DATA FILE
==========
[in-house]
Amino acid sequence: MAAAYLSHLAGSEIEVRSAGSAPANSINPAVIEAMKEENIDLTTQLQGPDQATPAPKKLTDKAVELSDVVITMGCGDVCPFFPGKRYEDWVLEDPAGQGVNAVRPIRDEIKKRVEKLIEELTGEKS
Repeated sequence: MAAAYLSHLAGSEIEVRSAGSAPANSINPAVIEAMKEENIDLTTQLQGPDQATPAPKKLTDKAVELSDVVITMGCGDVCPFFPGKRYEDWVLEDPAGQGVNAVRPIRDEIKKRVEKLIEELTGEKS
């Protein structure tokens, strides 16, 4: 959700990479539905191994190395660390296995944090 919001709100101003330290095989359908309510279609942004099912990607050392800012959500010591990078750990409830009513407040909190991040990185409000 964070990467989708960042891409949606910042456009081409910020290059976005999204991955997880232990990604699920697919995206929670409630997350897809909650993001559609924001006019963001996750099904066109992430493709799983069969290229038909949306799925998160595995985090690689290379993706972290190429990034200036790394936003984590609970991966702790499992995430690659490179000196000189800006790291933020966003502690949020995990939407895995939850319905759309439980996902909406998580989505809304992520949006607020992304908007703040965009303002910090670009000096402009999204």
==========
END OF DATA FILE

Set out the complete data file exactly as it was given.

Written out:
[in-house]
Amino acid sequence: MAAAYLSHLAGSEIEVRSAGSAPANSINPAVIEAMKEENIDLTTQLQGPDQATPAPKKLTDKAVELSDVVITMGCGDVCPFFPGKRYEDWVLEDPAGQGVNAVRPIRDEIKKRVEKLIEELTGEKS
Repeated sequence: MAAAYLSHLAGSEIEVRSAGSAPANSINPAVIEAMKEENIDLTTQLQGPDQATPAPKKLTDKAVELSDVVITMGCGDVCPFFPGKRYEDWVLEDPAGQGVNAVRPIRDEIKKRVEKLIEELTGEKS
């Protein structure tokens, strides 16, 4: 959700990479539905191994190395660390296995944090 919001709100101003330290095989359908309510279609942004099912990607050392800012959500010591990078750990409830009513407040909190991040990185409000 964070990467989708960042891409949606910042456009081409910020290059976005999204991955997880232990990604699920697919995206929670409630997350897809909650993001559609924001006019963001996750099904066109992430493709799983069969290229038909949306799925998160595995985090690689290379993706972290190429990034200036790394936003984590609970991966702790499992995430690659490179000196000189800006790291933020966003502690949020995990939407895995939850319905759309439980996902909406998580989505809304992520949006607020992304908007703040965009303002910090670009000096402009999204």